Third Sunday after Epiphany 23 January 2011
(Isaiah 9:1-4 Psalm 27 1 Corinthians 1:10-18 Matthew 4:12-23)
“A Little Light…a Lot!”
An alarm clock for Christmas is not really the kind of gift that thrills a six-year-old boy. But I had learned my manners well, so I said “thank you” and took it to my bedroom, put it on my nightstand, and wound it up.
It was my very first alarm clock, one of those Baby-Bens. I became so intrigued with it. It didn’t have moving numbers; but it had rotating hands. As soon as I wound it up I began to hear that repeated and sometimes bothersome tick-tick-ticking.
Today you can buy clocks that sound like rain when it’s time to sleep, and sound like roosters, pigs, cows and any other animal, when it is time to get up. There are clocks today with birds chirping and others where you can record the best of Pearl Jam and even your mother’s voice calling you by name to get yourself out of bed. If your mother’s voice is on the snooze alarm, the tone of voice changes and the message becomes slightly more emphatic.
That tick-ticking of my Baby Ben was very annoying at first, but gradually I became used to it and actually it became soothing. I missed that annoying sound when the clock wound down. Over time, I really grew attached to my Baby Ben. I’d even carry it outside with me when I was playing in the dirt or climbing a tree. I learned how to wedge it securely among certain branches.
People usually don’t get sentimental over Baby Bens but I did about this one. Not because of its accuracy (it never quite seemed to be on time!); not even for all its ticking. I really liked it because of its light.
You see, this was the first clock I had ever seen that glowed in the dark.
All day, every day, it soaked up the light. The hands were those little sticks of time and sunshine. And when night came, the clock was ready. So when my brothers and I finally agreed upon turning off the light to sleep, Baby Ben flicked into action, those tiny sticks shining. It wasn’t much light, but when your world is dark, even a little light seems like a lot.
Somewhat like the light shining in the “…land of Zebulon and Naphtali, on the road by the sea…the people who sat in darkness have seen a great light…” But who are these guys—Zebulon and Naphtali? They sound like a Jethro Tull album! Actually they are two of the twelve tribes of Israel. They are sons number two and six of Jacob. They’re kind of to the tribes of Israel what Thaddeus and Bartholomew are to the apostles of Jesus—no one knows much about them!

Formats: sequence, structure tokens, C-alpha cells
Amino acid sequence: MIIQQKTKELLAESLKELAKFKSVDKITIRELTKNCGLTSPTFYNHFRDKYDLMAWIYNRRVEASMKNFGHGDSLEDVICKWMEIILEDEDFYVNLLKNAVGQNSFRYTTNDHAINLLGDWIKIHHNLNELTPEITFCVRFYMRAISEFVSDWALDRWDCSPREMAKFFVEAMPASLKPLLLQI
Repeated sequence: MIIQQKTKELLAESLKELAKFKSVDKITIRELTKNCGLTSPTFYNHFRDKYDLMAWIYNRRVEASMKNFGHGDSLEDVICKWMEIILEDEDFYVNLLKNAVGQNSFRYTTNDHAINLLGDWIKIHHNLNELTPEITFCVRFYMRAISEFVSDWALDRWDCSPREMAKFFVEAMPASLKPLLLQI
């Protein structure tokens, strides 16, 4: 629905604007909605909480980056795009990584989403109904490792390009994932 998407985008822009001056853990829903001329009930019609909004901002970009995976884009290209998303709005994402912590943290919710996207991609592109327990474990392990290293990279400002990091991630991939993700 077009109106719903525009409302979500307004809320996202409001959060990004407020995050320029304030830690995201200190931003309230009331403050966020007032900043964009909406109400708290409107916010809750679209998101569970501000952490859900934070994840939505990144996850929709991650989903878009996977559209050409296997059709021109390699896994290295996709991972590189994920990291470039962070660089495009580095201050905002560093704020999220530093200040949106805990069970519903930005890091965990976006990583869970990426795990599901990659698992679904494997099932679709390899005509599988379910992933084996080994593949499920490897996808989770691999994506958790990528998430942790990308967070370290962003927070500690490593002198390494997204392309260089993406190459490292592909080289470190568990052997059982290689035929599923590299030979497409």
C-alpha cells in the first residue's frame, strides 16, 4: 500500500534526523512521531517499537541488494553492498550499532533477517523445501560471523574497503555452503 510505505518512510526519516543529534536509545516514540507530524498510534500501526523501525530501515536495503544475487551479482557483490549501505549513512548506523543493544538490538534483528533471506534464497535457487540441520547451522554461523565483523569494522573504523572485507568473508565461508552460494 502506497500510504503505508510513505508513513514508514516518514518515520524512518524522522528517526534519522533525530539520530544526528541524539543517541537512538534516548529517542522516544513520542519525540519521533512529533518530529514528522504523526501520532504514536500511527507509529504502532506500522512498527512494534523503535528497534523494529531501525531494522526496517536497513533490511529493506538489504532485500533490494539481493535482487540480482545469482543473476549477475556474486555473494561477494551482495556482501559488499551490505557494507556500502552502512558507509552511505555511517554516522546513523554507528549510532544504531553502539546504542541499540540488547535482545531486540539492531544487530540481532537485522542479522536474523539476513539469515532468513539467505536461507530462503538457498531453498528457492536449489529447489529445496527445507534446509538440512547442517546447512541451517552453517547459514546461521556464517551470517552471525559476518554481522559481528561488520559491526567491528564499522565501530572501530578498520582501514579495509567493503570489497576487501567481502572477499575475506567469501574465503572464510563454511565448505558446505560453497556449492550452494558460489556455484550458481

So why, in Matthew’s Gospel, a Gospel written to Jews, does the incarnation of the word of God, the Light come into the world, not begin in Jerusalem, the bedrock of Jewish culture and religion, but instead, begins out in the Gentile countryside?
The text answers this question by pushing us out into a land of contempt, a land despised by the Pharisees, forcing the Gospel to become a “light for the nations.” This text pushes us further beyond the boundaries of our own comfort and security!
The prophet Isaiah (from the quote Matthew uses) gives a name to this light. He calls it “joy.” Unbelievable joy will come from such light! There will be a time when joy shall be so great that it feels like that shout of joy at plundering a foe, or the shout of joy at a harvest of terrific proportions. (you add whatever else it would be in your life that would create such a loud shout of joy!).
Isaiah, the great prophet of hope, says that to be filled with joy begins with freedom and liberation. It isn’t enough for us simply to raise our voices in joyful shout at the victory of light over darkness.
He says that the darkness will be shattered once and for all, as on the day at Midian when there was great victory by the few against the many. So, as on that day of great victory, we can live with confident hope that, 1.) We are no longer slaves to darkness; 2.) darkness no longer has authority over our lives.
That’s the hope on which we stand! There are so many people working together to make good happen throughout the world, individually and collectively, to make light shine in what so often feels like overwhelming darkness.
The usual pictures often arising in our minds during the Epiphany season are of scenes of light—calm, serene, blessed. We might even see a Rembrandt of the Holy Family bathed in light with the admiring glances of wise men or shepherds. But the Biblical picture of the dawning of the light is well aware that it only comes after a night of gloom and that it is described in images that still reek of violence. But this is the season of light. Darkness does not have authority over us! We are not slaves to darkness!
Christ has come into our world, and we receive the light Christ brings. This light changes us from people locked in narrow ethnic and religious communities to those open to the Light shining throughout our entire world. Our burdens of darkness have been broken as on the” day of Midian,” when the few claimed victory over the many! We, too, claim such victory!
I often think back to those times when I’d awake as a very young boy in the middle of a pitch-dark night, sometimes scared or confused, and I’d see those tiny sticks of light. It wasn’t much light, but when one’s world is dark, even a little light seems like a lot.
Come to the Light today, the Light of Jesus Christ. Be that light—even when the world feels pitch-black, and even when you feel as if you have so little light to give. You make a difference!
May the freedom and power of Christ’s light wash over you. Amen.